Ethnographic, historic and artistic features of the national creativity, which were also used in creation of determined forms of it, are reflected on costumes. Azerbaijani arts reminds about itself also in ornaments of costume with artistic embroideries, in weaving and knitting.
In the 17th century, the territory of modern Azerbaijan was considered the main sericulture oblasts of the Near East and Shirvan was the main region of sericulture. Silks were produced in Shamakhi, Basqal, Ganja, Shaki, Shusha and in other regions. Fine textiles, silk head kerchiefs for women with ornaments of amazing beauty and others were produced in these cities.
Style of clothes reflected marital status and age of its owner. For example, costume of a girl and a married woman were differed. Young women wore more colorful and beautiful dresses.
From the 20th centuries national costumes in Azerbaijan are worn only in villages. Almost all national dances are performed in national costumes.
Male national costume actually was single in all zones of Azerbaijan. Class distinction the owner was reflected on male costumes.
National outerwear for men consisted of “ust koyney” (shirt) or chepken, arkhalig, gabi and chukha (humeral wear).
- Arkhalig – was single-breasted or two-breasted. It was sewed of silk, cashmere, cloth, satin and other textiles.
Gaba – male humeral outerwear, which was sewed of tirme.
Chukha - male humeral outerwear, which was detachable on the waist, with layers and gathers. It was sewed of cloth, tirme and homespun textile.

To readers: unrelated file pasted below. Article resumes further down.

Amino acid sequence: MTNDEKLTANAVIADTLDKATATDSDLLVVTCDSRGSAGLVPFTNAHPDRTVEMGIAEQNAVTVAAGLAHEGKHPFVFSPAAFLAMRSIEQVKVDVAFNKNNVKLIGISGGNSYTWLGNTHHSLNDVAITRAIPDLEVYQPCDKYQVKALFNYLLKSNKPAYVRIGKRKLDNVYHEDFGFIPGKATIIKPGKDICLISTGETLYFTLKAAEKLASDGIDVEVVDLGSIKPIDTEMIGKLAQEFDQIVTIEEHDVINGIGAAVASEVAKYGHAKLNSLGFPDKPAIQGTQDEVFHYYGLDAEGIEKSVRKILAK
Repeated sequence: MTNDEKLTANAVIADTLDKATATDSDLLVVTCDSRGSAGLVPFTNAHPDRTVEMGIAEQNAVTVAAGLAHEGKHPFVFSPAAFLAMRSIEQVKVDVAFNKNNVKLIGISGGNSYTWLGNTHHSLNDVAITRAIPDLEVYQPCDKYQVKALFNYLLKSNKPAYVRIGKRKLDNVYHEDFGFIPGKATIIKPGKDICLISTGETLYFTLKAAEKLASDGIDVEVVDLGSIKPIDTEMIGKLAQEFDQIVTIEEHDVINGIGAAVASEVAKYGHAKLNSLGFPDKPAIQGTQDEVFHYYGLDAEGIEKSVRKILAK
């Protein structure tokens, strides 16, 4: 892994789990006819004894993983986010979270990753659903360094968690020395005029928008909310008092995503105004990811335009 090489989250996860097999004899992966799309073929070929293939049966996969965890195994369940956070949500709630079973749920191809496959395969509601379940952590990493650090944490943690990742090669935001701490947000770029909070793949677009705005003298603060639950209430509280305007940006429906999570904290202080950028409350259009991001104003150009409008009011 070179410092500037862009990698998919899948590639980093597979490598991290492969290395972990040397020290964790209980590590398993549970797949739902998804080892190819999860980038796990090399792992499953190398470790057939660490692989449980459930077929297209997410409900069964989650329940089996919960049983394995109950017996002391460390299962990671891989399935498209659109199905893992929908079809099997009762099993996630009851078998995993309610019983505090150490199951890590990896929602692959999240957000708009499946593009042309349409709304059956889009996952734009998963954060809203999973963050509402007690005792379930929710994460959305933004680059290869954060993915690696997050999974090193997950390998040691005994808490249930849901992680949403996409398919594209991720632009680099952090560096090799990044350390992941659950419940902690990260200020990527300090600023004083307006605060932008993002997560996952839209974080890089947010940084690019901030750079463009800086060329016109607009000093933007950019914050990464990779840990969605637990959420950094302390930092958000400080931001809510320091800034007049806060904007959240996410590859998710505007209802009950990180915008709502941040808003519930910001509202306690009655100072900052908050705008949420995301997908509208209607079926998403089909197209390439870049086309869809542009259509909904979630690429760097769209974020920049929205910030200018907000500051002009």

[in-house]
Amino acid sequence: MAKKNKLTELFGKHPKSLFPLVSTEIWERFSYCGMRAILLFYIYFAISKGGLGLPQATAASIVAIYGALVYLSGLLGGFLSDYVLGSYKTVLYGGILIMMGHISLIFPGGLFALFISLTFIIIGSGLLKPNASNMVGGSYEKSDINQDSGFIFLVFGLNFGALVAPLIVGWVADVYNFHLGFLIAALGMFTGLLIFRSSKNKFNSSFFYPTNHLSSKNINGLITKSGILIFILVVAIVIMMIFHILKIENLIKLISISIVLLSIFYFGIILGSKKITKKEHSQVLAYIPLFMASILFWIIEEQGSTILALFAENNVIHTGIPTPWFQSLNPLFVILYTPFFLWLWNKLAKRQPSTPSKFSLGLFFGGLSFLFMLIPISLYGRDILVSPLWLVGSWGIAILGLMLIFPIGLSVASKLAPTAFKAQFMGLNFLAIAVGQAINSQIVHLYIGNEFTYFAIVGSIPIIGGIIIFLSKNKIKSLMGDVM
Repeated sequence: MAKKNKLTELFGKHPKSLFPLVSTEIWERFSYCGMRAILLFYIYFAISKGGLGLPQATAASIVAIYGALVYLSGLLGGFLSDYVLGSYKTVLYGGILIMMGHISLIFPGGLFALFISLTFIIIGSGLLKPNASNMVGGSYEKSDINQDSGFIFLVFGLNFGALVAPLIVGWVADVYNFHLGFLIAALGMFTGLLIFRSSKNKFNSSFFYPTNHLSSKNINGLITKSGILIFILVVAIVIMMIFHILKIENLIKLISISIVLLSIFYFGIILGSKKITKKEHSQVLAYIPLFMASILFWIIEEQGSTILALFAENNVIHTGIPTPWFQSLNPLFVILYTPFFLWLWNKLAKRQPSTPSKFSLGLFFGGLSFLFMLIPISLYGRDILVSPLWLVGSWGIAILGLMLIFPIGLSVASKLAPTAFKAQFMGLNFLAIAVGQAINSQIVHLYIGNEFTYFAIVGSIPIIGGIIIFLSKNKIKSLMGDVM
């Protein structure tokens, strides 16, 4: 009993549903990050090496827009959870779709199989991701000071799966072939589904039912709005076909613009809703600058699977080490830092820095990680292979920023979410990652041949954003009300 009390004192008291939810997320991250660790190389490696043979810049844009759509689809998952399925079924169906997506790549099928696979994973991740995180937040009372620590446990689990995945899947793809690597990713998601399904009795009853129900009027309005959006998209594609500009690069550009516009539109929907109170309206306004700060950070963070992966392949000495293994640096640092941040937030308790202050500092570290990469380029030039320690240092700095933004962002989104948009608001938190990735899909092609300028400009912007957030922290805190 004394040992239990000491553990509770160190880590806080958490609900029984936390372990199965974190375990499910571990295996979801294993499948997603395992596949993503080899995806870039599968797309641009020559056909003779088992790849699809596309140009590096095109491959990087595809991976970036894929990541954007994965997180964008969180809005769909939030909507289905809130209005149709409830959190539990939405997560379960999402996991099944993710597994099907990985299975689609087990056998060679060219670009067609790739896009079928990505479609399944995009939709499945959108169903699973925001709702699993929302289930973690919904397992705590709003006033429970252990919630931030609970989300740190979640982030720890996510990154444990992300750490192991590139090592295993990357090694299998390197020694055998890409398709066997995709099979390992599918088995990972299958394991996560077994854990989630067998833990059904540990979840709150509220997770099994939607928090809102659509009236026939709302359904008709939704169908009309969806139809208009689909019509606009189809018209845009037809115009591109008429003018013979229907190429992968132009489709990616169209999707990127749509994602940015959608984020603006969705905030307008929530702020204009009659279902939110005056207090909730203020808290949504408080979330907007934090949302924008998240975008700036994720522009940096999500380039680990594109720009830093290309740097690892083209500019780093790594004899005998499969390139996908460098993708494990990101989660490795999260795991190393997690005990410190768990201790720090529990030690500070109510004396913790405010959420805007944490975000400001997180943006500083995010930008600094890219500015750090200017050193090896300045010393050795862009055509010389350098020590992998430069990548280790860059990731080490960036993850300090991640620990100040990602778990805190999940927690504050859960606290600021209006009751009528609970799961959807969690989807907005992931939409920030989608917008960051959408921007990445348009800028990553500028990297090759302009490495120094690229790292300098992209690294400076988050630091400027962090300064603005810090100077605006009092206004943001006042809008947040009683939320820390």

Kurk – fur coat made of lamb fur, without fastener, with collar, decorated with embroidery.
National female costume of Azerbaijanis consists of outwear and underwear. It includes suck-formed shawl – “chadra” and a veil – “rubend”, which was worn by women while going outdoors. Outwear was sewed of bright and colorful textiles, the quality of which depended on income of the family. The clothing also included variety of different jewelries. Golden and silver beads, buttons, stylized as a big seeds of hordeum, coins, delicate pendants and necklaces. Unlike elders young women wore more bright clothes with bright flowers.
Outwear consists of a shirt with wide sleeves and wide trousers to the ankle and bell-shaped shirts of the same length. Women also wore a knitted shirt with long sleeves (arkhalig, kuladja) tightly fitting across the back and chest, which had a wide slit at the front. At the waist it was tightly belted, but below it was parted by gatherings. A quilted sleeveless jacket was worn in cold weather. Outerwear could be a cloak that was longer than the shirt. Women’s shirts in Gazakh uyezd were long with slits on each side.
Women of Karabakh wore chepken (chafken) that was tight-fitting to the waist and with long hidden sleeves.
Wide skirts and also tight and wide pants existed. Short, to the knee, shirts were worn in Nakhchivan. In Shusha, Shamakhi and other districts shirts were longer.
Long kulajs were worn only by rich women in Nakhchivan and Ganja.